CC Issue 30 / Music / Reflections

Getting Parental Advice from Big Shot Rappers

Who yo’ daddy?

I’m ashamed to admit that when I was younger, I used to say that I liked virtually all kinds of music except rap, claiming that it could hardly be called “music.”  I thought I was so clever in pointing out that “r,” “a”, and “p” were the last three letters in a popular excremental word that began with “c.”  Things have changed.  Now it’s “Euro-trance” that receives the brunt of my disparaging comments.

It was Kanye West’s provocatively-titled penultimate record (“My Beautiful Dark Twisted Fantasy”) that  really made me eat humble pie.  I’d heard of him and had loved a few of his songs (“Jesus Walks” being particularly noteworthy), but I had never bought an album.  From the beginning monologue on the opening track, and especially when the piano and gospel-like choir chimed in, I was sold.  In my opinion, the whole record is pretty perfect, though I am legally obliged to say that the “parental advisory explicit content” warning is an almost laughable understatement.

Earlier this year, I bought “Watch the Throne,” Kanye’s collaborative opus with Jay-Z.  It’s a wonderful record (though not as personally affecting as “My Dark Twisted Fantasy”) and it’s quite something to see two crème de la crème rappers play together in the upper reaches of the stratosphere.  Evocative as the entirety of the album is, there’s one song that I quickly gravitated towards.

“New Day” is as perfect a song as they come.  The beat is a strong, pulse-like cadence which buttresses a gorgeous, walking piano chord progression.  Although it takes some guts to auto-tune someone with as iconic a voice as Nina Simone, we are talking about two rap titans here; the resulting sample is as buoyant, enfolding, and graceful as sea breeze.  And by the time the horn section appears, it’s all over.  Nobody really needs to say anything about Kanye and Jay-Z’s flow.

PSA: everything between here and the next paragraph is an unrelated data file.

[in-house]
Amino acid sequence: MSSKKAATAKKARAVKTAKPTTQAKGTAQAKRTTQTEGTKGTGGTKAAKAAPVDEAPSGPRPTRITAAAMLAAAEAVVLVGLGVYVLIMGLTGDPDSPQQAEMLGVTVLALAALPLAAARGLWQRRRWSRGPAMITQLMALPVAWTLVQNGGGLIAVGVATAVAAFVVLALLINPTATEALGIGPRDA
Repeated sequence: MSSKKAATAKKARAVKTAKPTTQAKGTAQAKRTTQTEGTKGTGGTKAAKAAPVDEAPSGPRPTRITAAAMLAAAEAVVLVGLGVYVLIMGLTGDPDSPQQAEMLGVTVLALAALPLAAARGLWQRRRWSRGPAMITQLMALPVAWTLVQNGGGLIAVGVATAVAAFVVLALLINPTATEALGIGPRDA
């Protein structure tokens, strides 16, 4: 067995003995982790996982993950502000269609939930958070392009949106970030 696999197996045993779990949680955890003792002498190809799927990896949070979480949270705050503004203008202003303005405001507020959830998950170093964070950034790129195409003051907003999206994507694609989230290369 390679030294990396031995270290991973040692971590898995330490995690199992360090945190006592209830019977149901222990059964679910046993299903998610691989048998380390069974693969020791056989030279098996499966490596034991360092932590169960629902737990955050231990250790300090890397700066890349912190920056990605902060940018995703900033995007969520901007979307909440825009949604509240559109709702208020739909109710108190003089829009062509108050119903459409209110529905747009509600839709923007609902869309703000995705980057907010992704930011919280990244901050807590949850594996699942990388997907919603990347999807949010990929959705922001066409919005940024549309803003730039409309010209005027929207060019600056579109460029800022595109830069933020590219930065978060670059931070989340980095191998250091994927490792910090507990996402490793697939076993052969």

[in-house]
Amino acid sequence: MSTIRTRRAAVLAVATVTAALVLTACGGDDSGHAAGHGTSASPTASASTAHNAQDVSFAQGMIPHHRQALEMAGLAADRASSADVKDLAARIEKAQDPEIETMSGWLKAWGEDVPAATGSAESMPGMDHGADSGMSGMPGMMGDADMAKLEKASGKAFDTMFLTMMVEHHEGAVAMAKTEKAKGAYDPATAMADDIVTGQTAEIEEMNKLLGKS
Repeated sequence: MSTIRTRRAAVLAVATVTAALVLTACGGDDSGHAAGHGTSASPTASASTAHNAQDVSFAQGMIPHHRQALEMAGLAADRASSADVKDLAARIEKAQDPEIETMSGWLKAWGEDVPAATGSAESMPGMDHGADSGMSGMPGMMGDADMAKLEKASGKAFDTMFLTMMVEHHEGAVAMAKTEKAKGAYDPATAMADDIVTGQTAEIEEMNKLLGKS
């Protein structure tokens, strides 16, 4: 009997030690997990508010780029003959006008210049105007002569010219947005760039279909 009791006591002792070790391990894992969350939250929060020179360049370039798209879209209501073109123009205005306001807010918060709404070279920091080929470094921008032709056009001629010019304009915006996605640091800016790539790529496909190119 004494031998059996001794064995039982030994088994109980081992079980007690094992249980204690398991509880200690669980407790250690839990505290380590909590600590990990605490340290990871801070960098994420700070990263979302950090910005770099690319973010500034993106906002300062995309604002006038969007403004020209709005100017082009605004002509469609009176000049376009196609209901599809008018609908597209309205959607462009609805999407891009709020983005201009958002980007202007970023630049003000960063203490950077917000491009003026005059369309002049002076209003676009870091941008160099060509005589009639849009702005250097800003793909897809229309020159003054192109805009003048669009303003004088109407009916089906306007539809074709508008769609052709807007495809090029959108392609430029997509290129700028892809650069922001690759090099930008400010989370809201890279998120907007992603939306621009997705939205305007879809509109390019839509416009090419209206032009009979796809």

The song sees West and Z (?) thinking on the subject of fatherhood (hypothetical for the former and a reality for the latter as of January this year).  Given these parameters, Kanye ponders what sort of parent he would be while Jay-Z utilises apostrophe (and by this I refer to the literary device as opposed to the form of punctuation) to directly address his son.

The power of the device, whereby a speaker addresses an absent person, is of course that it is intended to reveal aspects of the speaker’s psyche or soul.  You might wonder why one would bother addressing an absent person if the primary aim is to be confessional.  My only answer is that in literature, it’s a little cheap and cheesy to wear your heart on your sleeve and think out loud just for the sake it.  Besides, most of us want to be heard anyway, in one way or another.

In the song, the rappers reveal life lessons they’ve learned and manage to do so without being trite or didactic.  It’s both beautiful and heartbreaking that Kanye’s words have much to do with things he doesn’t want his son to do (the phrase “And I’ll never let” features five times).  Beautiful because of the transparency and heartbreaking because, as he says in one line, “I learned the hard way.”  Having an ego, leaving his college girlfriend, getting caught up with groupies, hitting the telethon and the strip club, and being stubborn are just a few of the inclusions in the not-to-do list.  There are hopes, too; hopes that West Jr. is “nice to everyone,” has “an easy life,” and is “someone people like.”  The lines are formidable not only because they reveal things that Kanye has missed out on, but because this realisation seems to be paired with a sense of regret.